2. Communication: Veterans have the ability to communicate a message quickly, clearly, and efficiently. Hiring a veteran can help to open up channels for communication in your workplace, and can facilitate the further openness and honesty needed to get work done, whatever that work may be. Employers place high emphasis on strong communication skills, no matter what type of industry they work in.
3. Professionalism and Respect: All too often, workers tend to forget that just because their workplace has a relaxed atmosphere doesn’t mean they can get away with immaturity and unprofessionalism. That will not be the case with most veterans, who have come to value a high level of professionalism and respect in their workplace environment. While veterans may not emphasize this professionalism in their cover letter or resume, they can, and usually do, showcase it during the interview and hiring process, something which employers are sure to appreciate.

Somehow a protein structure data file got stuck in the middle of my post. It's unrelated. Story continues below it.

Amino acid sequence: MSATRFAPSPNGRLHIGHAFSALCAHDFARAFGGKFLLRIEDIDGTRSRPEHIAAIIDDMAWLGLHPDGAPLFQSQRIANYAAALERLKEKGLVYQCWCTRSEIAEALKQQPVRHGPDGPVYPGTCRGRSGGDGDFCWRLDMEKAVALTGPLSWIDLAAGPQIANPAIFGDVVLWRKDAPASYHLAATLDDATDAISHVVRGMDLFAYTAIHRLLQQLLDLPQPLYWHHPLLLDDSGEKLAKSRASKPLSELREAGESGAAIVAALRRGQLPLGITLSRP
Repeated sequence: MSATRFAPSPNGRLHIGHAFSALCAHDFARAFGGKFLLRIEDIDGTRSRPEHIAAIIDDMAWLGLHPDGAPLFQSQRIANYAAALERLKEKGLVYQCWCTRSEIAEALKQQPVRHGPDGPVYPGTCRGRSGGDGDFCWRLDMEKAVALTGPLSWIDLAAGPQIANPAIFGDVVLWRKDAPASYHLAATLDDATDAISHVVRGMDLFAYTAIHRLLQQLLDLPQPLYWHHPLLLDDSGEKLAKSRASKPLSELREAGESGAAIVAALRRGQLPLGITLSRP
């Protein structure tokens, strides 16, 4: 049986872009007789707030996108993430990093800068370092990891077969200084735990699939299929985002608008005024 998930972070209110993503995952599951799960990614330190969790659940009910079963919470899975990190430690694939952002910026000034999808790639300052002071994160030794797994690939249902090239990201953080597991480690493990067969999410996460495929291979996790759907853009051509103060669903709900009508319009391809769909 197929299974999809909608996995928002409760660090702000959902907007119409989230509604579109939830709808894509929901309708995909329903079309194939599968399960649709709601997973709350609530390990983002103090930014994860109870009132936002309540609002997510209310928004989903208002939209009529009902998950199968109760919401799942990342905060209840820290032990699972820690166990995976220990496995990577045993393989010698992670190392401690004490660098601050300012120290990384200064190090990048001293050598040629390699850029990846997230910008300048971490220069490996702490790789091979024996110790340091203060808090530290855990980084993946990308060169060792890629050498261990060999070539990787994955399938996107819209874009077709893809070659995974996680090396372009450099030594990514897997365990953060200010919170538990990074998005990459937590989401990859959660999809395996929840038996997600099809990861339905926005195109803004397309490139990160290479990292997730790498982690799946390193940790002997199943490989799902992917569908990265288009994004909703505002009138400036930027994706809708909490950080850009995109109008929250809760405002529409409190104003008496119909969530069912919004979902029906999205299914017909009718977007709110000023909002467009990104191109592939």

4. Ability to Perform in Stressful Situations: Naturally most veterans have had to perform their jobs under some of the most stressful situations imaginable. That means they’re less likely to crack under pressure even on the busiest or most stressful of days in the workplace, which can be crucial for industries that work with tight deadlines or sensitive materials.
5. Problem-Solving Skills: Virtually every interviewer at some point will ask the question, “Tell me about a problem you’ve encountered in the workplace and how you’ve taken steps to solve it.” Members of the military are in the unique position of having to work to solve problems almost every day, which means that veterans have unrivaled problem-solving abilities when compared to others in the work force.